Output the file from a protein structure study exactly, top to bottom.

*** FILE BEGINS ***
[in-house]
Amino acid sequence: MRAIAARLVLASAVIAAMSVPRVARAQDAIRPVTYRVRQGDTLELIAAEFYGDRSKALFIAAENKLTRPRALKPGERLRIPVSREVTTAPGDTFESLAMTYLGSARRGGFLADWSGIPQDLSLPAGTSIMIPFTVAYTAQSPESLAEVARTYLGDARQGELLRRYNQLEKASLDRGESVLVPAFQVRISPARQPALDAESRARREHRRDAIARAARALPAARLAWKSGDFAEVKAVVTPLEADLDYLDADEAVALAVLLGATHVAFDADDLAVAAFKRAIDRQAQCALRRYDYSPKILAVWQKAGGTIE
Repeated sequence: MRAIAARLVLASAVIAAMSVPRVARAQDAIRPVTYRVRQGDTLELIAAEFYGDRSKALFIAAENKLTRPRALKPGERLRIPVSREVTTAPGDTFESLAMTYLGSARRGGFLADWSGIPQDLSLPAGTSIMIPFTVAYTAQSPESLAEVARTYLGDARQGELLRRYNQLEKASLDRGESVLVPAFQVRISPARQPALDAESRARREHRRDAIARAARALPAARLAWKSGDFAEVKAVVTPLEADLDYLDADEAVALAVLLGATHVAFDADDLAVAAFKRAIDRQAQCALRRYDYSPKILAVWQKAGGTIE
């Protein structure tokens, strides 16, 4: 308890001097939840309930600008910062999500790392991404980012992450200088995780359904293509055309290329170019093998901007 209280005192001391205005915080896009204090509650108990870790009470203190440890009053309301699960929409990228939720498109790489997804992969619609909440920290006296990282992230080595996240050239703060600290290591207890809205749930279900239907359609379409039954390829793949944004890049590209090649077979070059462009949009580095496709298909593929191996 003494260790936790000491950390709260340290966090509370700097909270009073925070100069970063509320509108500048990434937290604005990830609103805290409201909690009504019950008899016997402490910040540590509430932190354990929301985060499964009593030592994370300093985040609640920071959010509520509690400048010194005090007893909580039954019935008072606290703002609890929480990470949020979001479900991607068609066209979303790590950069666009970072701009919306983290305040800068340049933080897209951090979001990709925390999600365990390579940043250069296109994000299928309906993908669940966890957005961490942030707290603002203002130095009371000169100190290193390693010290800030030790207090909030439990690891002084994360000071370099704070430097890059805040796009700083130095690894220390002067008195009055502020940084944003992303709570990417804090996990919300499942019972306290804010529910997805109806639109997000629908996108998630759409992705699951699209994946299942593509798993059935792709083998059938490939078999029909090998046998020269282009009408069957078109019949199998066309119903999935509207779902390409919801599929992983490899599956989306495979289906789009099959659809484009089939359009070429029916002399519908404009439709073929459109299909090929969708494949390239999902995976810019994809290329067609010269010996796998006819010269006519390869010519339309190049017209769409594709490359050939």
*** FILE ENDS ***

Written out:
[in-house]
Amino acid sequence: MRAIAARLVLASAVIAAMSVPRVARAQDAIRPVTYRVRQGDTLELIAAEFYGDRSKALFIAAENKLTRPRALKPGERLRIPVSREVTTAPGDTFESLAMTYLGSARRGGFLADWSGIPQDLSLPAGTSIMIPFTVAYTAQSPESLAEVARTYLGDARQGELLRRYNQLEKASLDRGESVLVPAFQVRISPARQPALDAESRARREHRRDAIARAARALPAARLAWKSGDFAEVKAVVTPLEADLDYLDADEAVALAVLLGATHVAFDADDLAVAAFKRAIDRQAQCALRRYDYSPKILAVWQKAGGTIE
Repeated sequence: MRAIAARLVLASAVIAAMSVPRVARAQDAIRPVTYRVRQGDTLELIAAEFYGDRSKALFIAAENKLTRPRALKPGERLRIPVSREVTTAPGDTFESLAMTYLGSARRGGFLADWSGIPQDLSLPAGTSIMIPFTVAYTAQSPESLAEVARTYLGDARQGELLRRYNQLEKASLDRGESVLVPAFQVRISPARQPALDAESRARREHRRDAIARAARALPAARLAWKSGDFAEVKAVVTPLEADLDYLDADEAVALAVLLGATHVAFDADDLAVAAFKRAIDRQAQCALRRYDYSPKILAVWQKAGGTIE
């Protein structure tokens, strides 16, 4: 308890001097939840309930600008910062999500790392991404980012992450200088995780359904293509055309290329170019093998901007 209280005192001391205005915080896009204090509650108990870790009470203190440890009053309301699960929409990228939720498109790489997804992969619609909440920290006296990282992230080595996240050239703060600290290591207890809205749930279900239907359609379409039954390829793949944004890049590209090649077979070059462009949009580095496709298909593929191996 003494260790936790000491950390709260340290966090509370700097909270009073925070100069970063509320509108500048990434937290604005990830609103805290409201909690009504019950008899016997402490910040540590509430932190354990929301985060499964009593030592994370300093985040609640920071959010509520509690400048010194005090007893909580039954019935008072606290703002609890929480990470949020979001479900991607068609066209979303790590950069666009970072701009919306983290305040800068340049933080897209951090979001990709925390999600365990390579940043250069296109994000299928309906993908669940966890957005961490942030707290603002203002130095009371000169100190290193390693010290800030030790207090909030439990690891002084994360000071370099704070430097890059805040796009700083130095690894220390002067008195009055502020940084944003992303709570990417804090996990919300499942019972306290804010529910997805109806639109997000629908996108998630759409992705699951699209994946299942593509798993059935792709083998059938490939078999029909090998046998020269282009009408069957078109019949199998066309119903999935509207779902390409919801599929992983490899599956989306495979289906789009099959659809484009089939359009070429029916002399519908404009439709073929459109299909090929969708494949390239999902995976810019994809290329067609010269010996796998006819010269006519390869010519339309190049017209769409594709490359050939």